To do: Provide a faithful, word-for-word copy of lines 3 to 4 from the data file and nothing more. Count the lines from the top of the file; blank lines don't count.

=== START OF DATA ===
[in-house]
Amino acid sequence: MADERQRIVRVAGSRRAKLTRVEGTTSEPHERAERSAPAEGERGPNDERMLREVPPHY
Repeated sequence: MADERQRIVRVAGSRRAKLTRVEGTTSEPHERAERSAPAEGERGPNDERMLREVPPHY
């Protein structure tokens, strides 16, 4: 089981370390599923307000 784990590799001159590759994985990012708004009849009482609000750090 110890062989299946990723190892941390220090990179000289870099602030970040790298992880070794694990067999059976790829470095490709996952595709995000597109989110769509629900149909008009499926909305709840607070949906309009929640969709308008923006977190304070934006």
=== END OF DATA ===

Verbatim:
Repeated sequence: MADERQRIVRVAGSRRAKLTRVEGTTSEPHERAERSAPAEGERGPNDERMLREVPPHY
């Protein structure tokens, strides 16, 4: 089981370390599923307000 784990590799001159590759994985990012708004009849009482609000750090 110890062989299946990723190892941390220090990179000289870099602030970040790298992880070794694990067999059976790829470095490709996952595709995000597109989110769509629900149909008009499926909305709840607070949906309009929640969709308008923006977190304070934006």